- A few years ago it seemed there was a law that that required us to include “Like us on Facebook” or “Join the conversation” in every ad we created. Today if you put “Like us on Facebook” or “Join the conversation” in an ad you’d be laughed out of the conference room (Ad Contrarian)
- Very few social media programs have anything resembling significant sales impact.
- The idea that consumers want to interact with brand content is the grand delusion of the social media.
- Any marketers who believe they’re having a conversation on Facebook are delusional.
- However, consumers are using social media to give brands feedback and ask questions. They want answers in Internet time.
Remember when social media was really growing, and all the so-called experts told us, “we had to be on social media”? They used that hype to promote their own brands or books they were selling. Today social media marketing is dead. Organic reach is so small it’s non-extant, and despite Facebook’s continued lies, brands are begging them to take their money.
The real value of social media for marketers is two-fold. First, it’s a great way to listen to what consumers are saying about certain products or subjects. Second, it’s a great channel for customer service, provided brands understand that consumers today want instant gratification.
The challenge for brands is quantifying what’s said on social media and identifying actionable insights versus constant complainers or trolls. Not everything that’s said on social media merits attention, but brands should be ready to defend social media posts that directly challenge brand equity.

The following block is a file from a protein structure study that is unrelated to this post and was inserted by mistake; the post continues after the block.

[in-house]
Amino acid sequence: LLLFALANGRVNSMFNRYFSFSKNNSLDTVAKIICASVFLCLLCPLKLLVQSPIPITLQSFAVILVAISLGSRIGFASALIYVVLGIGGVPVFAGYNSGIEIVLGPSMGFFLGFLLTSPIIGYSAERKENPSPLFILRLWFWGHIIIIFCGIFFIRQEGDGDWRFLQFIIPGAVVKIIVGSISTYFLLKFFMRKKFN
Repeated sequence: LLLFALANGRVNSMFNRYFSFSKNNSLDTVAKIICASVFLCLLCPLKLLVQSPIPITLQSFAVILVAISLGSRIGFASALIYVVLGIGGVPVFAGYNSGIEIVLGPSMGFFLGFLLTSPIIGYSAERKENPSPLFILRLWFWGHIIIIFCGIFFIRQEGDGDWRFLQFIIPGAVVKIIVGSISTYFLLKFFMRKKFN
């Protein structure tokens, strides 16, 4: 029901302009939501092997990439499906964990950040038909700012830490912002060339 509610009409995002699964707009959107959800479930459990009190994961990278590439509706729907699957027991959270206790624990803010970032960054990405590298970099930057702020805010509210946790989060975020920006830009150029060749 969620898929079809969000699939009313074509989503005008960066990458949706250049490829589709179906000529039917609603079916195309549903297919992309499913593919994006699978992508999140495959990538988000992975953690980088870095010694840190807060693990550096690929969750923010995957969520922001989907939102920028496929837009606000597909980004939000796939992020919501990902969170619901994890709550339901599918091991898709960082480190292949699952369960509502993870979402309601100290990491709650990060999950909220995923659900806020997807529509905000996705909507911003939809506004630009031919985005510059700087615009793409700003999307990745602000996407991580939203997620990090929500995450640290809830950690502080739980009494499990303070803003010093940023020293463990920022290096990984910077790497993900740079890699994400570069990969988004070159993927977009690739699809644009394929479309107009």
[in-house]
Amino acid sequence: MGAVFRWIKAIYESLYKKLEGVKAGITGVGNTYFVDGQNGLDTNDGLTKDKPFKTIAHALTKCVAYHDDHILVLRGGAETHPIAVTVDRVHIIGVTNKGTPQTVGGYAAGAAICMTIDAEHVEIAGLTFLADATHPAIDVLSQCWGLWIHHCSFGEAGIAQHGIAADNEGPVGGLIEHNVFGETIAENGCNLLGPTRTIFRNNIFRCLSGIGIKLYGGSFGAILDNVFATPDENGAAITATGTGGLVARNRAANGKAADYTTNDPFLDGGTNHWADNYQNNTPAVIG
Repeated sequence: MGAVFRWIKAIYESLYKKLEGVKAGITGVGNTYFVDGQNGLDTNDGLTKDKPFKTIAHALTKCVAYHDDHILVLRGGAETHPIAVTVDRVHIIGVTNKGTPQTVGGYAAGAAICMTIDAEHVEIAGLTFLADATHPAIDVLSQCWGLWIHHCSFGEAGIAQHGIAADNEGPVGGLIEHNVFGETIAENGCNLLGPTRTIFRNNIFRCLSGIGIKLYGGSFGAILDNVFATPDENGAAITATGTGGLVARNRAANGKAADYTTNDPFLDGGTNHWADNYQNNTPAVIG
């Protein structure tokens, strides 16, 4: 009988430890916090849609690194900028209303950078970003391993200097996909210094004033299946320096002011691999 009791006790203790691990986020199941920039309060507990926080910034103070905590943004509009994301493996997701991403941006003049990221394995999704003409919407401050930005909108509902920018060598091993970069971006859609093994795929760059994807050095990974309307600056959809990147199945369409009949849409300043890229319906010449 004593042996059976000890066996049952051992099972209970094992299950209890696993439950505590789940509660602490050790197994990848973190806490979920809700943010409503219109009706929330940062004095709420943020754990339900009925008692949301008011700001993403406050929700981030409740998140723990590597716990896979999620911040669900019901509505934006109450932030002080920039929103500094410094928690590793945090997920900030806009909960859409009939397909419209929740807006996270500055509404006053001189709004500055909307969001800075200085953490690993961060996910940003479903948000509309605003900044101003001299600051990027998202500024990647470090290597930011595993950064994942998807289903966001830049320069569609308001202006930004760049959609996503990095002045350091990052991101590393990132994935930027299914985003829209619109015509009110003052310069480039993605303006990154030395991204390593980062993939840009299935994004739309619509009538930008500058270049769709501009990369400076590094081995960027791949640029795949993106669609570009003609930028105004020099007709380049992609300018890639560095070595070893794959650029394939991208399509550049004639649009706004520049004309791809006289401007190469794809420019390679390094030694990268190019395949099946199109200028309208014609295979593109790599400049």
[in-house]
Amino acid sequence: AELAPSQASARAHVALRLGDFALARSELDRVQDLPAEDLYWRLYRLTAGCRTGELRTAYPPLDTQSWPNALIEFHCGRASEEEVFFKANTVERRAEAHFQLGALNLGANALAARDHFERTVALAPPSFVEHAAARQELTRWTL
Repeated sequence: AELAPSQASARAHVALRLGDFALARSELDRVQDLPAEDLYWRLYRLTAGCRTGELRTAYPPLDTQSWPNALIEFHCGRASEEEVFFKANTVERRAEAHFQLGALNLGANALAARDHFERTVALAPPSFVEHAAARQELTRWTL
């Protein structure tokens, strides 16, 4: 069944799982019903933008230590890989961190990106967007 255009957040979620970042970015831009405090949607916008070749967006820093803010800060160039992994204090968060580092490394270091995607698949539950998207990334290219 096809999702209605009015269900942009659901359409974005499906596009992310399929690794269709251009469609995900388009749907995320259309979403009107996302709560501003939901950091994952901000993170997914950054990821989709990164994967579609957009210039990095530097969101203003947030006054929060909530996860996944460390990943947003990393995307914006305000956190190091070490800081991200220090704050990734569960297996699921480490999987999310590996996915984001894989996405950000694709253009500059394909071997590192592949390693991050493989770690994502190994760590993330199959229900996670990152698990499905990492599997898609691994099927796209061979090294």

The other issue is the use of social media as a customer service channel. If a customer has a complaint, brands should be ready to respond right away and empower customer service people to solve problems. Nothing pisses off a customer more than getting no response from a brand that has let them down.
When asked what makes a brand best-in-class on social, the number one response from consumers was strong customer service yet marketers cited audience engagement as the distinguishing factor according to Sprout Social. Their research also shows that “seventy-eight percent of consumers agree that social media is the fastest and most direct way to connect with a brand—and consumers want their voices heard”.
Where I disagree with Sprout’s research is using social media followers as a business metric. To date a lot of research indicates there is almost no correlation between the number of followers and sales. Pages that brands built on Facebook and feeds they created on Twitter drew initial interest as novelties, but soon became moribund as consumers found them to be bland and self-serving.
Reliable studies show that social media followers have little to no correlation to brand effectiveness. Yet, it is still the most widely utilized measurement (or Key Performance Indicator, in ad jargon) of online advertising performance. To make matters worse, brands are still inflating their social media budgets.
One CPG company I work with has developed a social media listening group. Their job is to listen and report what consumers are saying about the product categories in which they compete and quantify social media conversations. So far, their group has revealed some great insights into everything from pricing to packaging.
Social media can be valuable as a marketing tool but as a stand alone marketing tactic it’s dead.